In case anyone is thinking it...what I am thinking of would not be eugenics because in my vision there would be a great variety of experimentation and radical heterogeneity rather than enforced homogeneity.

BC writes:

The bullet point on slide 2 about open borders creating a low-cost escape route from oppression reminded me of how the original colonists, e.g., Pilgrims and Puritans, were fleeing persecution. One of the main reasons that the US came to value individual freedom and to distrust government so much was because so many of the original settlers were, in today's language, refugees. This point would seem to refute one of the most common anti-immigrant arguments: that too many immigrants would change our political committment to Limited Government. This argument seems to carry the most weight with libertarians, but it very much goes against what we know about our own history and development. People fleeing persecution themselves are the most appreciative of the dangers of all-powerful, authoritarian government.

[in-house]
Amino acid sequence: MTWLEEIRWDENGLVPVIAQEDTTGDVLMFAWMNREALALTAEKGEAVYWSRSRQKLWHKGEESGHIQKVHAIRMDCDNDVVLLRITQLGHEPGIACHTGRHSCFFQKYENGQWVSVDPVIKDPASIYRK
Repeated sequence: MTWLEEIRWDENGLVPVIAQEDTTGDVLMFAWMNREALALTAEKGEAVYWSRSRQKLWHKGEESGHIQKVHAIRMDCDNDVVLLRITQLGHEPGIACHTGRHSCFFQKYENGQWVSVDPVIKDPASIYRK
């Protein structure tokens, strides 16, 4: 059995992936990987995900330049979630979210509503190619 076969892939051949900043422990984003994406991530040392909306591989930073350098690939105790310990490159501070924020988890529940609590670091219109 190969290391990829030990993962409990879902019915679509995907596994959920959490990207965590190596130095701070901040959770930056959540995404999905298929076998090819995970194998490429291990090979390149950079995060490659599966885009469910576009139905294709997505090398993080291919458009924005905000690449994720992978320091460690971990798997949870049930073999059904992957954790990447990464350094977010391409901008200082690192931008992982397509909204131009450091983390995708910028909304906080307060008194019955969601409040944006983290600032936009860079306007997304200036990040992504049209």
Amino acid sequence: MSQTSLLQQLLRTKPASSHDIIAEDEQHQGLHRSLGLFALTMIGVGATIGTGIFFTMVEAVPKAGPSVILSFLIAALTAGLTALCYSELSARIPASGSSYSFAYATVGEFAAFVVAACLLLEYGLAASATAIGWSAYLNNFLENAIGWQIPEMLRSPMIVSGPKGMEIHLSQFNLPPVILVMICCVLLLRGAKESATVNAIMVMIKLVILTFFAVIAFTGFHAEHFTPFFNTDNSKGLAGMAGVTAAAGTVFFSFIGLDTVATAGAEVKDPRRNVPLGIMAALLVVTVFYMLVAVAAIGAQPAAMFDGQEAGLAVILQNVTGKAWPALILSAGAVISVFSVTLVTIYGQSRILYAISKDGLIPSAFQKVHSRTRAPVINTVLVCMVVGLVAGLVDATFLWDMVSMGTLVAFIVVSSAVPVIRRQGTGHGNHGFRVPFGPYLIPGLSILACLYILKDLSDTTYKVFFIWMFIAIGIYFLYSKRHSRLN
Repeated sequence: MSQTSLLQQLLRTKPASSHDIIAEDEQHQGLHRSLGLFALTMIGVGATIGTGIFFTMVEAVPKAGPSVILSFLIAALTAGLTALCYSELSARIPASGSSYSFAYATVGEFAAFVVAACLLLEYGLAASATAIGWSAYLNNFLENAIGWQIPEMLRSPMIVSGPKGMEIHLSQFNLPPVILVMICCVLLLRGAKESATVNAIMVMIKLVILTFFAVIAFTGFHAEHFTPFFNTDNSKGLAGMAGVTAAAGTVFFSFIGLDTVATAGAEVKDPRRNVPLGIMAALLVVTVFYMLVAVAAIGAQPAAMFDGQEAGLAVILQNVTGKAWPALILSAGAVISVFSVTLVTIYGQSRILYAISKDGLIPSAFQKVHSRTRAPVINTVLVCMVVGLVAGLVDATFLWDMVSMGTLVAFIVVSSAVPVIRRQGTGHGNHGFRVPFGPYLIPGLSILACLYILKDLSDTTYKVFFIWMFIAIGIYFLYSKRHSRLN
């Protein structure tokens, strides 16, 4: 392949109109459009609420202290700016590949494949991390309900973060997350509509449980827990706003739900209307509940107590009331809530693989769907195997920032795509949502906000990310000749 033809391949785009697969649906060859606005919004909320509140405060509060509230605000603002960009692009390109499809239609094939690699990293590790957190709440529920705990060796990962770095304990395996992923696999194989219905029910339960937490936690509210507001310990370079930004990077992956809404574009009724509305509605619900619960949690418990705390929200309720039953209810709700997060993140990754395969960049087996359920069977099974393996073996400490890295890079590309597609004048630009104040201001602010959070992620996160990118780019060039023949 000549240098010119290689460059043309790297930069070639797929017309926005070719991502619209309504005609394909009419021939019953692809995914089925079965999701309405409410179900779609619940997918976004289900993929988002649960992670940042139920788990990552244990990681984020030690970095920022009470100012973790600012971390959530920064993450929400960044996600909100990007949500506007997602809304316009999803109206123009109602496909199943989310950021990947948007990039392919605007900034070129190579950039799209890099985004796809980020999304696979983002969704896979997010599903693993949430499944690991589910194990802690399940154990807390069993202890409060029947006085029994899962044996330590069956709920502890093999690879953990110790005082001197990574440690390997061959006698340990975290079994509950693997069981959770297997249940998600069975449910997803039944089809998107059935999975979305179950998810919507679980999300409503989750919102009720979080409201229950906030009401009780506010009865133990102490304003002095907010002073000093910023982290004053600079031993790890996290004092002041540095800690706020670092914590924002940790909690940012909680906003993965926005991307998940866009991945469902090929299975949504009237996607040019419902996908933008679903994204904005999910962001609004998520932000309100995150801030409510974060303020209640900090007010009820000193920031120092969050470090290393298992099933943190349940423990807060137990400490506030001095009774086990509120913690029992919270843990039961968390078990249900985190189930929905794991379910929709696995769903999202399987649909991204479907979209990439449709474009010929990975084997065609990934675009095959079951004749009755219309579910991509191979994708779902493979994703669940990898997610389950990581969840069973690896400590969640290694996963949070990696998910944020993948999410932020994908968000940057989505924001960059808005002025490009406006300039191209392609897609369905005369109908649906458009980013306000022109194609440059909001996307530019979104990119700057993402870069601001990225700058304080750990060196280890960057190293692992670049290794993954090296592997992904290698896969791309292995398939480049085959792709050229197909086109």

MikeDC writes:

@ BC
Sort of. The Pilgrims landed at Plymouth and immediately set up a society that can only be described as a communist dictatorship and almost starved to death.Then they fought two significant wars with the neighboring countries, which mostly seem to have come about because the Pilgrims insisted on controlling trade even in areas they didn't have existing jurisdiction.

James writes: